Exercise. We all need it, but few people actually like doing it. These days people are pretty sedentary. We have jobs that involve sitting in front of a computer all day and not swinging a big hammer or walking around. The solution has been to get on a treadmill or stationary bicycle and go at it for an hour every day, but by gosh – is it boring! If it weren’t for my iPad and some quality time with my Hulu playlist, I doubt I could make it to the end of cardio. I’d love nothing more than to actually go riding for exercise, but who has the time?

VR might very well be the answer to relieving the tedium of using the gym. By making exercise more interactive and taking your mind off the tedium, we might see people get in shape again. So let’s have a look at the sorts of exercise experiences you can have in VR today. Who knows, perhaps it’s finally time to get that beach body back. And no, I don’t mean “beached whale”.

vr exercise

The Precursors

Using virtual game technology to help people get in shape is not a new idea at all. If you think about it, game consoles such as the original Nintendo Wii, the Xbox with Kinect, and the Playstation Move all had titles available that were aimed at getting people off their couches and burning some calories.

From games like Dance Dance Revolution to more on-the-nose fitness games such as Sports Champions on the Playstation 3 – while these fitness games didn’t require an HMD strapped to your face, they all involved some sort of motion tracking translated into the virtual world. They urged you to move your arms and legs as you simulate taking part in outdoor activities.

With such an established genre of entertainment it shouldn’t surprise anyone that VR brought with it attempts at combining virtual worlds with real exercise. Let’s look at how you can get that heart pumping while escaping the sweaty confines of your gym.

Dedicated VR Exercise Machines

Specialized VR exercise equipment is starting to get a foothold in fancier, more daring gyms. While most modern gyms will do you the courtesy of sticking some TVs on the wall, it’s now possible to buy equipment for which you can hook an HMD and have the full-body experience. It works best with stationary exercises that can be measured easily. If the VR software knows what your pedal rate is, for example, that can be translated to real speed in the VR world. The most impressive example I’ve seen of this is from a company called VirZoom.


VirZoom has made it a mission to provide a platform for stationary cycling to become much more. There are a host of games and experiences that couple to your cycling activities – from a pedal-powered F1 game to a wild-west bandit hunt from atop a horse. This is very different from trying to get through your cardio with nothing but an iPod to keep your mind off how much your butt hurts.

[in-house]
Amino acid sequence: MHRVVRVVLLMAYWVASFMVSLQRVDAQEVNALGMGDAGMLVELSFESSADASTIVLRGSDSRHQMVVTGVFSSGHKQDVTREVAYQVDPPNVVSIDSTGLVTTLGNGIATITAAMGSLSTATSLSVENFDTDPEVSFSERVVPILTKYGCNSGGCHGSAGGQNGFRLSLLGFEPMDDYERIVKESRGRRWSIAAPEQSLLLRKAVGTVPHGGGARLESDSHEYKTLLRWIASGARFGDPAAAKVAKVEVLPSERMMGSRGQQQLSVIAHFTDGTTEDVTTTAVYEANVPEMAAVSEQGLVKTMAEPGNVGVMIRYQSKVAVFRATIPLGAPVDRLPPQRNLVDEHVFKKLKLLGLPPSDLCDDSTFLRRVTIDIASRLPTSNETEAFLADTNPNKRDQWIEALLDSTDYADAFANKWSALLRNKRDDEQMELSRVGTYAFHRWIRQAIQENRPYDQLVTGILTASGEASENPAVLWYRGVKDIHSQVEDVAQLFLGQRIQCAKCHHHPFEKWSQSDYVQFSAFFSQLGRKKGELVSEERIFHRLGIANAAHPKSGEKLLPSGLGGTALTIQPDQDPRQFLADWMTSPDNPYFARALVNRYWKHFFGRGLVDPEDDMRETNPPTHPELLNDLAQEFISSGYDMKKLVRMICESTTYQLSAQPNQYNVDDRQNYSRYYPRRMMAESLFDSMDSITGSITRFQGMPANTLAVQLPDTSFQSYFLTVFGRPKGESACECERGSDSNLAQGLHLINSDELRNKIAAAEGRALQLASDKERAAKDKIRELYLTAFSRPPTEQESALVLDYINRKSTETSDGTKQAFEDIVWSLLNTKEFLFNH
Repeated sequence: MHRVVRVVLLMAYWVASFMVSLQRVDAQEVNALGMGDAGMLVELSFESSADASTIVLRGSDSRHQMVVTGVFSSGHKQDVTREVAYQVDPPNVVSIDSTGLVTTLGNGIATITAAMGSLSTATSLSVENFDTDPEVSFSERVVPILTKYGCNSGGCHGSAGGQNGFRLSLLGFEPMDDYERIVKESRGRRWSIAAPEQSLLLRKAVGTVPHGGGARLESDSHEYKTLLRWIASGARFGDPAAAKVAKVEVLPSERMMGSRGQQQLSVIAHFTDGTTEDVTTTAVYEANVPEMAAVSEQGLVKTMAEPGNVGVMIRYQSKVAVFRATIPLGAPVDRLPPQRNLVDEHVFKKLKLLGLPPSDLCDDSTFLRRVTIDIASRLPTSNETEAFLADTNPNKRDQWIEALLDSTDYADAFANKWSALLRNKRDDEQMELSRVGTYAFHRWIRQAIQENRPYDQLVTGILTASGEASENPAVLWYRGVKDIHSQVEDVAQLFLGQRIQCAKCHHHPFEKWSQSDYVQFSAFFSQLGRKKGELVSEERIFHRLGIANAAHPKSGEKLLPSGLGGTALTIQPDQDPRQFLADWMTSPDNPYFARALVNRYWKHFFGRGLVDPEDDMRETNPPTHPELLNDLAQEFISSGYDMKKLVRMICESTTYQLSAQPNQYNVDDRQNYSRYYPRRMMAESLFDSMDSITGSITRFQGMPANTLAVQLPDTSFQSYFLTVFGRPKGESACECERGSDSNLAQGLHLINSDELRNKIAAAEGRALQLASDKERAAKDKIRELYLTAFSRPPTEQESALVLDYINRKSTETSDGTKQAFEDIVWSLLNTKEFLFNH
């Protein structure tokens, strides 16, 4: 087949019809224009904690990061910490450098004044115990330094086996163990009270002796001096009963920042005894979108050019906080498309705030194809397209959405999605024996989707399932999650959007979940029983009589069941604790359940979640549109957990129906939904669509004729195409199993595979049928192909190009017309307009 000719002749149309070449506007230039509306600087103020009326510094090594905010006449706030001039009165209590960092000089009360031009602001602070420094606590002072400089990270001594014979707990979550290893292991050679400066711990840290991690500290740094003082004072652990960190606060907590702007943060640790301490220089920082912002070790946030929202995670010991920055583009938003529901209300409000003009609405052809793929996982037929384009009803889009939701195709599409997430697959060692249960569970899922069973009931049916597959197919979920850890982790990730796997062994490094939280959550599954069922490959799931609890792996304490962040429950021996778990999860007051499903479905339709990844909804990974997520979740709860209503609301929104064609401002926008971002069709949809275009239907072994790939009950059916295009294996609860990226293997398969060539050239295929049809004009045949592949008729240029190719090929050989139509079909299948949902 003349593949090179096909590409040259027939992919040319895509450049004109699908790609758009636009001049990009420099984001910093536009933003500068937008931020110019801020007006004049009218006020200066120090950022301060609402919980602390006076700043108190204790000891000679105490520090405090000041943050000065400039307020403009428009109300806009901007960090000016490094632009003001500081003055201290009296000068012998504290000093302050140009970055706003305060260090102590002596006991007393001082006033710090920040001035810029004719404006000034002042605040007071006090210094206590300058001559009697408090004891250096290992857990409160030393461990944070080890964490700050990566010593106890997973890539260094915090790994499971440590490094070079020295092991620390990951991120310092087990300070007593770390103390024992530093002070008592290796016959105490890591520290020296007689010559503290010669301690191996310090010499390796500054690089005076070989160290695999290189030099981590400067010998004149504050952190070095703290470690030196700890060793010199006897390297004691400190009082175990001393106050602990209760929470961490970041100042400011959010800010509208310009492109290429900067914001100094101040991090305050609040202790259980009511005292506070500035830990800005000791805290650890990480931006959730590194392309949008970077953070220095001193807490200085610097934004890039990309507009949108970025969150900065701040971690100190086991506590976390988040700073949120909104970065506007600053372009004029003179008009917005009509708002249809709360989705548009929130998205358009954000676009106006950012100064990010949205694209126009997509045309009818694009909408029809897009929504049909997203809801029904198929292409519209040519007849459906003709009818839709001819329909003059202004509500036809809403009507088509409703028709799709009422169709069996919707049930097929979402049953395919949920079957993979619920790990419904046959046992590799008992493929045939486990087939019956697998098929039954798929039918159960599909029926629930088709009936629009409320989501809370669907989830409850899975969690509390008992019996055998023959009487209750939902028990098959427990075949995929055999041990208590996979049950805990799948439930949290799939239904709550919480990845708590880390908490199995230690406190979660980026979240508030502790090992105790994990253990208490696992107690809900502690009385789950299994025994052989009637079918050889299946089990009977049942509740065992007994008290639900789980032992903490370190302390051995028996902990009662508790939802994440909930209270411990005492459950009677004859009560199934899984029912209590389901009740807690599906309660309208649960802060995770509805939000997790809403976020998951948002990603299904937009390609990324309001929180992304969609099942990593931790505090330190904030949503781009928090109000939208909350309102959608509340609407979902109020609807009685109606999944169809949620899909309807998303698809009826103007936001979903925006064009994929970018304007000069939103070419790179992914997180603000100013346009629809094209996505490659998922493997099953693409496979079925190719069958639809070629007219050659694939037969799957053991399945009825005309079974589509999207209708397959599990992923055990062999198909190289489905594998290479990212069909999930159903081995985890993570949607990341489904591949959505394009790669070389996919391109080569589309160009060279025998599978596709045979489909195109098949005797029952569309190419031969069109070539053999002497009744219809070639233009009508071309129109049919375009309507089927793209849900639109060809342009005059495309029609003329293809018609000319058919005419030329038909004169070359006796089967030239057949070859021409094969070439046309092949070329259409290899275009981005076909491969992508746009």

VirZoom also supports quite a few platforms. It has versions that run on the PSVR and on PV VR platforms. However, I personally don’t think I want to be tethered to a PS4 or PC while on a bike, which means it’s a good thing it also supports mobile platforms.

Getting the headset and software sorted is only half the battle, though. It only works if you have a stationary bike equipped with the right hardware. VirZoom itself sells stationery bikes that are ready to go out of the box, but what if you already own a bike? That’s where the “VZ Sensor” comes in. It’s a tiny little sensor unit that only costs $99 and connects to a wide range of popular stationary bikes. An even better development is that some commercial gym bikes will soon be equipped with VZ sensors, so you just have to bring your own mobile headset to gym and get to it.

VR Exercise Games

Sometimes you’re exercising without thinking of it as a workout. Playing sports such as football doesn’t usually feel like exercise. Your head’s in the game and you’re trying to win. That’s usually enough to push the fact that you’re working hard into the background.

Some VR games are also such a sneaky form of exercise. Armed with an HMD like the Vice and a pair of motion controllers, you’d be surprised how intense things can get. For example, the VR game Holopoint is an intense VR archery game that will have you twirling in place, drawing and firing virtual arrows in rapid succession like some sort of weird cyber Robin Hood. It’s a simple premise, but in practice you’ll quickly find yourself out of breath.

Audioshield is another VR game for the Vive which doesn’t present itself as a very physically demanding game on the face of it, but see it in action and you realize it’s actually a sort of shadow boxing rhythm game. Each one of your VR hands is covered in a colored shield, and you have to block incoming sound visualizations of the same color.

See? That seems like a workout to me.

Let’s Get Physical

This is only the tip of the iceberg when it comes to merging VR and exercise. VR can solve the time and motivation problems that plague people all over the world, preventing them from getting as much exercise as they really need. What’s stopping you? Hop on that VR app store and go find your perfect exercise companion.